How “Cognitive Defusion” Can Help With Anxiety
Learn how recognizing and getting distance from thoughts helps soften anxiety
- With anxiety, we often get so caught up in our thoughts that we don’t even recognize they are just thoughts.
- “Cognitive defusion” means recognizing and gaining some distance from thoughts.
- Using this strategy tends to make thoughts less scary.
One of the root causes of anxiety problems is how we treat our thoughts.
But in order to treat your thoughts differently, you first have to recognize that they are thoughts in the first place. This may sound obvious, but often when we feel anxious, we get so caught up in our thinking that we don’t even recognize the process of our thinking.
Think of your most anxiety-provoking thought and put it in the form of a short sentence. To use an example, let’s say you are afraid that a coworker doesn’t like you. So a good sentence for this would be “Katie doesn’t like me.”
I want you to close your eyes and think your thought repeatedly. I also want you to say it out loud repeatedly every few seconds. So every few seconds you would say your version of “Katie doesn’t like me…Katie doesn’t like me…Katie doesn’t like me.” Do that for about a minute, then read on.
Okay, now I want you to do the exact same thing but we are going to change the phrasing of the sentence a little bit. Now I want you to think and say “I’m having the thought that Katie doesn’t like me…I’m having the thought that Katie doesn’t like me,” etc. Do that for about a minute, too.
Finally, we are going to do it one more time and change the phrasing a little further: this time I want you to think and say “I notice I’m having the thought that Katie doesn’t like me…I notice I’m having the thought that Katie doesn’t like me,” etc. Try that for a minute as well.
What did you notice as the exercise went on? In what way did it feel different to say “Katie doesn’t like me” versus “I notice I’m having the thought that Katie doesn’t like me”?
Most people during this exercise have the experience of gaining some distance from the thought. At first, when you are just repeating the thought itself, it feels the same way as it does when you are anxious: you’re so caught up in the thought that you don’t even realize it’s a thought. You’re just doing your usual worry or rumination about it and are so deep in that rumination that you’re not even aware you’re doing it.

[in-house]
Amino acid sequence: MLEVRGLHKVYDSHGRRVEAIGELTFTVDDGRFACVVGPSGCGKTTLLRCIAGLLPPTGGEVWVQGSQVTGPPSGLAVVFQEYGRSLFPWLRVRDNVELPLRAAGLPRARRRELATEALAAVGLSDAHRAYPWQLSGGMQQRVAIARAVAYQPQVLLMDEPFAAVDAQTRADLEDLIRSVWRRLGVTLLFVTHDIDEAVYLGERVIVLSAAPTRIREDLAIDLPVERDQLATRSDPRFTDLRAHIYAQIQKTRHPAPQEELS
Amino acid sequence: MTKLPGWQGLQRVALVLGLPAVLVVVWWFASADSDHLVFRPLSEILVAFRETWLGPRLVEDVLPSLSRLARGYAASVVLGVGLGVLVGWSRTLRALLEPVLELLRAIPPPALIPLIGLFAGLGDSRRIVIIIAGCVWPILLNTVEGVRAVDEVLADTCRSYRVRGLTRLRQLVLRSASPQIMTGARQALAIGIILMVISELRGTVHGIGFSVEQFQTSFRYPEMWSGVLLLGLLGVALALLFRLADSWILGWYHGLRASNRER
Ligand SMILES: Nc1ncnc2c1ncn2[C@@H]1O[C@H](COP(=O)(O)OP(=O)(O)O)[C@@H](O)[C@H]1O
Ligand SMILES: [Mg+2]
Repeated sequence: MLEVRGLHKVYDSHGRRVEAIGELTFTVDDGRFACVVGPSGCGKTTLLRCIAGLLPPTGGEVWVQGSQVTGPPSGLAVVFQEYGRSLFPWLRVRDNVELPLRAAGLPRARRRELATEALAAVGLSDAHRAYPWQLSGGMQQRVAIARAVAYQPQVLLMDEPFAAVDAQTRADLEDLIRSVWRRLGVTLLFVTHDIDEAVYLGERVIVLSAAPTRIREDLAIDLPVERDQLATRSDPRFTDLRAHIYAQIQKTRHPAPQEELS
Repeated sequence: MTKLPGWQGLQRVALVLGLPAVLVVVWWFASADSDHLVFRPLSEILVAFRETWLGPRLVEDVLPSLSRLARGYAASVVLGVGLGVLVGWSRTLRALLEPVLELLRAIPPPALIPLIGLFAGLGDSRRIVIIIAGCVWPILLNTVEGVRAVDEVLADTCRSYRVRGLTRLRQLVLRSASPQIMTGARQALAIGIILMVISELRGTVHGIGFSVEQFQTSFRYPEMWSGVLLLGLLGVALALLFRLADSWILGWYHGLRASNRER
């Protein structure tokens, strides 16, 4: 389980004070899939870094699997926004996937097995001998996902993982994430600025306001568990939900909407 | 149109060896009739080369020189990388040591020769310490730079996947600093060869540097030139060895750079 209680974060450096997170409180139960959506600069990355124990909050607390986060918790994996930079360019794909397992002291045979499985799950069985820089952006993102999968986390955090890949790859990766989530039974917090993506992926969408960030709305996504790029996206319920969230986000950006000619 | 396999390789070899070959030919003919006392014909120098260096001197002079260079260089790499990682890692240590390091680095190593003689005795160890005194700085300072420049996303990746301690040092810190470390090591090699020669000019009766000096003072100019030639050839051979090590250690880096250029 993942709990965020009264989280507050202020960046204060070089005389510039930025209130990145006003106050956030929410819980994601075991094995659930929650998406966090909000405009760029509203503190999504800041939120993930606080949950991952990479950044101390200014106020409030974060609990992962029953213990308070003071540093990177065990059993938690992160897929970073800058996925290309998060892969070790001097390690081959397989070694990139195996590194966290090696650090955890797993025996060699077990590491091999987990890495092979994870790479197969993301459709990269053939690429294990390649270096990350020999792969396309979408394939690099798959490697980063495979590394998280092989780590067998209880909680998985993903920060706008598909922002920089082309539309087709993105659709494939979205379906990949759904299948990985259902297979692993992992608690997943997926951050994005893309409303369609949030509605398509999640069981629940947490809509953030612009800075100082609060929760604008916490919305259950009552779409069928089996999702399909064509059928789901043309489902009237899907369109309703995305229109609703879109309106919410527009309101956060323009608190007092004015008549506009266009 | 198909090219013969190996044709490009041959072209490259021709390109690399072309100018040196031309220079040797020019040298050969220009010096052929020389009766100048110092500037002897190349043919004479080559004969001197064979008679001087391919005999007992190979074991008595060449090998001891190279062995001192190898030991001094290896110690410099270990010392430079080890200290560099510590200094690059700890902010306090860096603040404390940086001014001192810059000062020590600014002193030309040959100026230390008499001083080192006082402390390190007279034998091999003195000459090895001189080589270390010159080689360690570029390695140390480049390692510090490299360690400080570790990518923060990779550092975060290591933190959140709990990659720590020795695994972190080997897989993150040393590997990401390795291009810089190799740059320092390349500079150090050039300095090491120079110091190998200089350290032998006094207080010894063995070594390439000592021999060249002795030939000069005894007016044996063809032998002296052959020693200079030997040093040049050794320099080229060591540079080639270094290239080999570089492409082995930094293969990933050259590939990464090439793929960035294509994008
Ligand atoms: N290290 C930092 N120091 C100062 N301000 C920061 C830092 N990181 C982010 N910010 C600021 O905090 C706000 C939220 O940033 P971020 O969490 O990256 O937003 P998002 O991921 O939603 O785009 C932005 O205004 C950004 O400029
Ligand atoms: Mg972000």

This is what we call “cognitive fusion”: you take the thought so seriously and are so caught up in it, that it feels like a part of you.
You are, in other words, “fused” with the thought rather than recognizing that it is just a thought.
But the changes in phrasing force you to become aware of the process that’s going on. They force you to recognize the fact that “Katie doesn’t like me” is just a thought. The thought may or may not be true, but whether it is or not is beside the point. The point is that what you are afraid of and reacting to so strongly is simply some words flowing through your head, that’s all.
Having the distance to recognize that a thought is just a thought is what we call “cognitive defusion.” You become “de-fused” from the thought by simply recognizing that it is a thought you are having.
That is step one to reacting to the thought differently.
Clients who do that exercise and use this strategy in anxious moments, they often experience not just some distancing from the thought but also a softening of the experience of having the thought.
If it’s just a thought and you can treat it as just a thought rather than as a real, tangible danger to you, anxiety tends to lessen.
You also have an easier time not allowing the thought to impact your behavior and what you are able to do. Try it and I think you’ll find that thoughts start to lose a little bit of their power when you gain a little distance from them.
(About the author: Michael Stein, Psy.D., is a licensed clinical psychologist who has spent 14 years specializing in the treatment of anxiety disorders and OCD using Exposure Therapy and other evidence-based behavioral interventions.)
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